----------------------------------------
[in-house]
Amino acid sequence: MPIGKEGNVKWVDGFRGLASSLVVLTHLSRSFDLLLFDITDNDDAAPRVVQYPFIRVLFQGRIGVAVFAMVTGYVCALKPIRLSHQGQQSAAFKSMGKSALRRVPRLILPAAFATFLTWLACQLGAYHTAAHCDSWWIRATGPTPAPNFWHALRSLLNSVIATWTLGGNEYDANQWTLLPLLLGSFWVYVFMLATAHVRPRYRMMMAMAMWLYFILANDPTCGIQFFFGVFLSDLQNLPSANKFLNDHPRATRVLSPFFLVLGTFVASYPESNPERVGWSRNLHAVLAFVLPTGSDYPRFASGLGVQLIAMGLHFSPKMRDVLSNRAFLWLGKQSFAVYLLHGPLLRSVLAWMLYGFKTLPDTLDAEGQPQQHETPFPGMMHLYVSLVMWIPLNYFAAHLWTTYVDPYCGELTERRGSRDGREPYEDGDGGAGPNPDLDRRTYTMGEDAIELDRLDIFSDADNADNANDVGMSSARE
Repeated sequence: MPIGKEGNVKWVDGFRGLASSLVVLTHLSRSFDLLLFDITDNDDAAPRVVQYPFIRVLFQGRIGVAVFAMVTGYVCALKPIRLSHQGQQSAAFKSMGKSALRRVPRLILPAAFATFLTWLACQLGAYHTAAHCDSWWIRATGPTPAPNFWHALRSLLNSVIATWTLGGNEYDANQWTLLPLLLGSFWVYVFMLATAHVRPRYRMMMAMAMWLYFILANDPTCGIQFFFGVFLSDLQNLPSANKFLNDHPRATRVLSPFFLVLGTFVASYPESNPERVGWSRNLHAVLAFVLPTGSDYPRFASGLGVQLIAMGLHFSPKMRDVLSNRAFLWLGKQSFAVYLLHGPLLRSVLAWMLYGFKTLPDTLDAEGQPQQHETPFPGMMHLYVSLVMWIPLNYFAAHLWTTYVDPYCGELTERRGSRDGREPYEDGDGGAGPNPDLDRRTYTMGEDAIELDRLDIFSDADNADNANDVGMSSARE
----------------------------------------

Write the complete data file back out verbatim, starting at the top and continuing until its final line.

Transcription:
[in-house]
Amino acid sequence: MPIGKEGNVKWVDGFRGLASSLVVLTHLSRSFDLLLFDITDNDDAAPRVVQYPFIRVLFQGRIGVAVFAMVTGYVCALKPIRLSHQGQQSAAFKSMGKSALRRVPRLILPAAFATFLTWLACQLGAYHTAAHCDSWWIRATGPTPAPNFWHALRSLLNSVIATWTLGGNEYDANQWTLLPLLLGSFWVYVFMLATAHVRPRYRMMMAMAMWLYFILANDPTCGIQFFFGVFLSDLQNLPSANKFLNDHPRATRVLSPFFLVLGTFVASYPESNPERVGWSRNLHAVLAFVLPTGSDYPRFASGLGVQLIAMGLHFSPKMRDVLSNRAFLWLGKQSFAVYLLHGPLLRSVLAWMLYGFKTLPDTLDAEGQPQQHETPFPGMMHLYVSLVMWIPLNYFAAHLWTTYVDPYCGELTERRGSRDGREPYEDGDGGAGPNPDLDRRTYTMGEDAIELDRLDIFSDADNADNANDVGMSSARE
Repeated sequence: MPIGKEGNVKWVDGFRGLASSLVVLTHLSRSFDLLLFDITDNDDAAPRVVQYPFIRVLFQGRIGVAVFAMVTGYVCALKPIRLSHQGQQSAAFKSMGKSALRRVPRLILPAAFATFLTWLACQLGAYHTAAHCDSWWIRATGPTPAPNFWHALRSLLNSVIATWTLGGNEYDANQWTLLPLLLGSFWVYVFMLATAHVRPRYRMMMAMAMWLYFILANDPTCGIQFFFGVFLSDLQNLPSANKFLNDHPRATRVLSPFFLVLGTFVASYPESNPERVGWSRNLHAVLAFVLPTGSDYPRFASGLGVQLIAMGLHFSPKMRDVLSNRAFLWLGKQSFAVYLLHGPLLRSVLAWMLYGFKTLPDTLDAEGQPQQHETPFPGMMHLYVSLVMWIPLNYFAAHLWTTYVDPYCGELTERRGSRDGREPYEDGDGGAGPNPDLDRRTYTMGEDAIELDRLDIFSDADNADNANDVGMSSARE